A term coined by Andrew Grove, former CEO of Intel to describe a dramatic change in competitive forces. At that time, the leaders must give up the past, see closely how the industry is evolving and find new ways of competing. This point of dramatic change in the industry is known as Strategic Inflection Point.
“a strategic inflection point is a time in the life of business when its fundamentals are about to change. That change can mean an opportunity to rise to new heights. But it may just as likely signal the beginning of the end” Andrew S. Grove, Only the Paranoid Survive.
For example, the arrival of containers marked a strategic inflection point in the shipping industry. The introduction of the IBM PC was a strategic inflection point in the computer industry. The emergence of large discount store chains like Walmart and Tesco may well turn out to be a strategic inflection point in the World retailing industry. The rise of virtual book stores like Amazon has also marked a point of severe discontinuity. The entry of low cost airlines like Southwest Airlines and Ryanair represents a strategic inflection point in the airline industry in US.
In his fascinating book, “Only the Paranoid Survive,” Grove calls a very large change in one of the competitive forces in an industry, a “10X” change, suggesting a sudden tenfold increase in the force. The business no longer responds to the company’s actions as it used to in the past. Put another way, a strategic inflection point marks a shift from the old ways of doing business to new ones.
Grove offers some useful insights to cope with the situation. When a technology break or other fundamental change comes their way, companies must grab it. Only the first mover has a true opportunity to gain time over its competitors. Companies must also show discipline by setting a price that the market will bear and then work hard to cut costs so that they can make money at that price. Cost plus pricing will not work in such cases.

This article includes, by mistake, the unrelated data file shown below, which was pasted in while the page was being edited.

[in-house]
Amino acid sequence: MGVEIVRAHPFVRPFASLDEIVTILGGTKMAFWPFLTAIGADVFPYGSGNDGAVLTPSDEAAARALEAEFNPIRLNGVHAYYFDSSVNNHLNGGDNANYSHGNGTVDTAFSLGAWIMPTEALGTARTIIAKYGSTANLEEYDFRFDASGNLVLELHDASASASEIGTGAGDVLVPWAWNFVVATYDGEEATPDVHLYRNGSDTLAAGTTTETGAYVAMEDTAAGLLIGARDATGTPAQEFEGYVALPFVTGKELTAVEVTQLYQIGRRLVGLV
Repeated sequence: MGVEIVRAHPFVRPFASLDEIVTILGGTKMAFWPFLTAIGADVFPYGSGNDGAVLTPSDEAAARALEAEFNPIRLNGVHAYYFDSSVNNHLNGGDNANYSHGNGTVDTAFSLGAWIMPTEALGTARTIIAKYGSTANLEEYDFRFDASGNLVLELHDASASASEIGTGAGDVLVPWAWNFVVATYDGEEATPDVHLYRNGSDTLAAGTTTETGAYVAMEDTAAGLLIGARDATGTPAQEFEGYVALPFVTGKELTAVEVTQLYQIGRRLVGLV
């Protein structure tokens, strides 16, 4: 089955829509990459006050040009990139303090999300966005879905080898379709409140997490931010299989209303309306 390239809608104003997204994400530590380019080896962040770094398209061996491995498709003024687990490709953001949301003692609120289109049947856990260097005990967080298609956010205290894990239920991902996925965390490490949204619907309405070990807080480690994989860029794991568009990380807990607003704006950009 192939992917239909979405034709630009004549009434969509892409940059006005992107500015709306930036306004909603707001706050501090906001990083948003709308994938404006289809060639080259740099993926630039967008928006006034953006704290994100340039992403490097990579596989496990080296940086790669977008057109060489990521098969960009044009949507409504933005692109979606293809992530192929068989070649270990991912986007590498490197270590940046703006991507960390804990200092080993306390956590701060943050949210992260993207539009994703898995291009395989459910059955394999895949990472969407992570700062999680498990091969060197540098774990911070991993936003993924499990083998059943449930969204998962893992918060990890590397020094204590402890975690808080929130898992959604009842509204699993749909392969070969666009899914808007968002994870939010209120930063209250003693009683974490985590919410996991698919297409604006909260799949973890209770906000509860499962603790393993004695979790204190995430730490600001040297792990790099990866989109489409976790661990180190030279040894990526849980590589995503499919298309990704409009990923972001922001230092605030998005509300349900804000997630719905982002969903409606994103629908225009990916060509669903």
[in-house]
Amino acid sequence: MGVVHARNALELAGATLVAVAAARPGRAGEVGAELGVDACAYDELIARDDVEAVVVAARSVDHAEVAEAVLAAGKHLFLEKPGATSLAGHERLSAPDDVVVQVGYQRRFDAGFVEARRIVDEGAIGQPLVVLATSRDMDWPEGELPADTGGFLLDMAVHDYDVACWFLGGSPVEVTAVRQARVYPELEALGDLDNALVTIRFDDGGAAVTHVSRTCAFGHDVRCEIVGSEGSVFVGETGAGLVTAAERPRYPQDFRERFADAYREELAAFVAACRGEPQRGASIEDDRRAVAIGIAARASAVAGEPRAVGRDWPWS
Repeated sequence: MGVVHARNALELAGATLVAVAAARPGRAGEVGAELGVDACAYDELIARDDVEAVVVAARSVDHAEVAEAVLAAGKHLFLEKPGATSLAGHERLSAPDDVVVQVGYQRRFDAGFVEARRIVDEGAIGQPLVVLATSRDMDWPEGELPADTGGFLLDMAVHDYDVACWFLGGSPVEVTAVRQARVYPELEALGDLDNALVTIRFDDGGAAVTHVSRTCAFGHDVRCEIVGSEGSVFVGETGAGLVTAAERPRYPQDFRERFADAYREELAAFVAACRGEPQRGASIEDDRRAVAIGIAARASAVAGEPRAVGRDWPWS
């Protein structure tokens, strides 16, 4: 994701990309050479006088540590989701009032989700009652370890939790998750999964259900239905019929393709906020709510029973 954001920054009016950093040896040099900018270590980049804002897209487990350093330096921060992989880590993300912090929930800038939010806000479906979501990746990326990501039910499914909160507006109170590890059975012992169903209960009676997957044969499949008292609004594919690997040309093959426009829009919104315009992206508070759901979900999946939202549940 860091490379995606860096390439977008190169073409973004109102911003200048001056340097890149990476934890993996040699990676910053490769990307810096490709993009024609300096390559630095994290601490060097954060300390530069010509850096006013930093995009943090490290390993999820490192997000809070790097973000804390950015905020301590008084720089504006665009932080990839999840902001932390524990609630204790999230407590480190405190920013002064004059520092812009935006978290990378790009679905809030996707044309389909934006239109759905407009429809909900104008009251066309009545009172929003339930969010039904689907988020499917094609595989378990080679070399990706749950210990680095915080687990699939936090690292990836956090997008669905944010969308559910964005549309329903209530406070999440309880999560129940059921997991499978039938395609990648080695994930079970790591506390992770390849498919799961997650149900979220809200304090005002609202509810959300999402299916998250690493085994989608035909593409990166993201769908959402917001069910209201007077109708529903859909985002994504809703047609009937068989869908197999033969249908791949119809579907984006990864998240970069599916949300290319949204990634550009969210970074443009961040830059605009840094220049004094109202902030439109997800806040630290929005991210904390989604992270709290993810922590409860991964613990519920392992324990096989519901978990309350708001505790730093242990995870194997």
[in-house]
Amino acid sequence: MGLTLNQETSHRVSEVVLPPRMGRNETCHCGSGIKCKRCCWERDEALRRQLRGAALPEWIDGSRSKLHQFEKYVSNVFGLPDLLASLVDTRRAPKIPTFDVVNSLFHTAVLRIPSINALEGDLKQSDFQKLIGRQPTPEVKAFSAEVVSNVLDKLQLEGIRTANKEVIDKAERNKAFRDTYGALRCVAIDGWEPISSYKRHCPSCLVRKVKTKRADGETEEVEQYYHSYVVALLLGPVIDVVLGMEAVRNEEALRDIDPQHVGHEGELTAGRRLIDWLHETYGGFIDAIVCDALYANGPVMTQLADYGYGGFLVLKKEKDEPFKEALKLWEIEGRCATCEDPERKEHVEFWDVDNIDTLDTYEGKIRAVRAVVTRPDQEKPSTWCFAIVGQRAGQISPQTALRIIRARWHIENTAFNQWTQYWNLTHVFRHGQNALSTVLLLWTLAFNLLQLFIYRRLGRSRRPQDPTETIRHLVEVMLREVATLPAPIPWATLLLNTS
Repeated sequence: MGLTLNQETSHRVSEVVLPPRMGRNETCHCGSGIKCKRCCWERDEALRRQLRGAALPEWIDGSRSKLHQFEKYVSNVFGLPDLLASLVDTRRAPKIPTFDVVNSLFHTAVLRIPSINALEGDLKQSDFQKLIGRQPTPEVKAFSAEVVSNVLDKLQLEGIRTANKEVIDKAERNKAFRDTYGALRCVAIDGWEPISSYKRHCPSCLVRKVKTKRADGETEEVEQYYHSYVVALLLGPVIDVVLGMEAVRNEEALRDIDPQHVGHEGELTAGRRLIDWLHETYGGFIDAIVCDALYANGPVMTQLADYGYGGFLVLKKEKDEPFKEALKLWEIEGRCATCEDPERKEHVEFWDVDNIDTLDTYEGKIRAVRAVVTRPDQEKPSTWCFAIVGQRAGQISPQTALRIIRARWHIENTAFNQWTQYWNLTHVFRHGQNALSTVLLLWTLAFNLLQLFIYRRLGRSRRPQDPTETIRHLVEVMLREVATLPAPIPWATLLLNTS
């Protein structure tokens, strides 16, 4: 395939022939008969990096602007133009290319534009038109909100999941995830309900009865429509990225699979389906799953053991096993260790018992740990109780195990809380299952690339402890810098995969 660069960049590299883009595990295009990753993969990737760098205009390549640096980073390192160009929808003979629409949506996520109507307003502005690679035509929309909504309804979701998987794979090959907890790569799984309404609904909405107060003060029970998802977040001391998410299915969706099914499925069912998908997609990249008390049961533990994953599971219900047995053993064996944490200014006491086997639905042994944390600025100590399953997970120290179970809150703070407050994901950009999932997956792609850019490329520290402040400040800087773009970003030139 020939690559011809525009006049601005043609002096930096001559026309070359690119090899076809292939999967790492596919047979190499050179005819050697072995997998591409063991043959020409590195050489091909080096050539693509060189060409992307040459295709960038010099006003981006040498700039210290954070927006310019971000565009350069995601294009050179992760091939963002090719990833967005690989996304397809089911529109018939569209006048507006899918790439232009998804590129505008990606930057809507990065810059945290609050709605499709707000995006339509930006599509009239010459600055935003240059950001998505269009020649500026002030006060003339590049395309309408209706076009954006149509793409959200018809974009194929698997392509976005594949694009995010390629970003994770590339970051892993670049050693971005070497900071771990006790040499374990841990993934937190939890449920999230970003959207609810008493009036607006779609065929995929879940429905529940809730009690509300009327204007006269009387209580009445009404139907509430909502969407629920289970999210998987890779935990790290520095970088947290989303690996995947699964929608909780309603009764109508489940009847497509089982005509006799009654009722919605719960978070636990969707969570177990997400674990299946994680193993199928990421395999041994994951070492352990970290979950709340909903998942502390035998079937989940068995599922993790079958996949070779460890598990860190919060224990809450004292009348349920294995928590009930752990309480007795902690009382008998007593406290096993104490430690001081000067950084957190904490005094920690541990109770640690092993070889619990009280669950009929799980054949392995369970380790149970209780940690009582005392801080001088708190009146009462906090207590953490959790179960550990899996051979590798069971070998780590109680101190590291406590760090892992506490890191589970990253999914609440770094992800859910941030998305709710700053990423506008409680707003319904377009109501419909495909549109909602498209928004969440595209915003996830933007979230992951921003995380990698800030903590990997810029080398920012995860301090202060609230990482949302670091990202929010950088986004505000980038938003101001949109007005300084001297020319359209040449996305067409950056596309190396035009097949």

“Strategic inflection points can be caused by technological change but they are more than technological change. They can be caused by competitors but they are more than just competition. They are full-scale changes in the way business is conducted, so that simply adopting new technology or fighting the competition as you used to may be insufficient. They build up force so insidiously that you may have a hard time even putting a finger on what has changed, yet you know that something has. Let’s not mince words: A strategic inflection point can be deadly when unattended to. Companies that begin a decline as a result of its changes rarely recover their previous greatness.” Andrew S. Grove, Only the Paranoid Survive.
When is a change really a strategic inflection point? Most strategic inflection points, instead of coming in with a bang, appear slowly. They are often not clear until we can look at the events in retrospect. So how do we know whether a change signals a strategic inflection point? Grove suggests managers must ask a few basic questions. Are we no longer clear about who the key competitors are? Does the company that in past years mattered the most to us and our business seem less important today? Does it look like another company is about to eclipse them? Are people who for years have been very competent, suddenly becoming ineffective?
The best way of identifying a strategic inflection point is to engage in a broad and intensive debate, involving employees, people outside the company, customers and partners who not only have different areas of expertise but also have different interests. Such a debate can consume a lot of time and intellectual energy. It can also take courage to enter a debate the top management may lose, in which weaknesses may be exposed and the disapproval of people may be encountered.
- Grove’s 1998 speech at the Academy of Management meeting in San Diego (Intel)
- Navigating Strategic Inflection Points (London Business School)